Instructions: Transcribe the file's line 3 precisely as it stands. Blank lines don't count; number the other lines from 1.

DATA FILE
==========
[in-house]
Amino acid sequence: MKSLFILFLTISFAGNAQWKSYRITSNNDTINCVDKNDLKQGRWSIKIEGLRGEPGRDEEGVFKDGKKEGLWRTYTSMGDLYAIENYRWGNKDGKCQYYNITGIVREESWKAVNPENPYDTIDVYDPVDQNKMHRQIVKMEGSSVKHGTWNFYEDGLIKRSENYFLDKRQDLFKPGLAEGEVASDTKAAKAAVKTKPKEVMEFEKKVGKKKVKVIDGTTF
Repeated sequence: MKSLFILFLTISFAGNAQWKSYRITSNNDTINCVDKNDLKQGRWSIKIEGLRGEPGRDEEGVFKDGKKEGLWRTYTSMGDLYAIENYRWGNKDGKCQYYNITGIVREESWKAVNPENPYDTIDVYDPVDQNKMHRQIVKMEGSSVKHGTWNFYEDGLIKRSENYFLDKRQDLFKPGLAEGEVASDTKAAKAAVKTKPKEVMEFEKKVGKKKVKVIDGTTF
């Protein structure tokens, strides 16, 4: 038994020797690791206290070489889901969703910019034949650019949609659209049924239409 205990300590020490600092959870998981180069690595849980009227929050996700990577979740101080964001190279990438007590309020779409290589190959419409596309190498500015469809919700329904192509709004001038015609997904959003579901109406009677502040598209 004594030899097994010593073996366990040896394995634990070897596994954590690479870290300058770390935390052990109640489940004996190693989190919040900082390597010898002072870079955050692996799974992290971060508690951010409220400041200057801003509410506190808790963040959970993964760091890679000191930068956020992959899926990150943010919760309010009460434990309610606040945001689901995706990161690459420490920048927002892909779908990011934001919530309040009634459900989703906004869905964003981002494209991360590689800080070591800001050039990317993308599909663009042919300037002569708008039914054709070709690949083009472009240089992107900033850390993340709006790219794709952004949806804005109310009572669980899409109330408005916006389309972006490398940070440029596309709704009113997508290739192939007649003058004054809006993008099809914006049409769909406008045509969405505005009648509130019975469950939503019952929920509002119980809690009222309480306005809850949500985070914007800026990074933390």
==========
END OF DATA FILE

Repeated sequence: MKSLFILFLTISFAGNAQWKSYRITSNNDTINCVDKNDLKQGRWSIKIEGLRGEPGRDEEGVFKDGKKEGLWRTYTSMGDLYAIENYRWGNKDGKCQYYNITGIVREESWKAVNPENPYDTIDVYDPVDQNKMHRQIVKMEGSSVKHGTWNFYEDGLIKRSENYFLDKRQDLFKPGLAEGEVASDTKAAKAAVKTKPKEVMEFEKKVGKKKVKVIDGTTF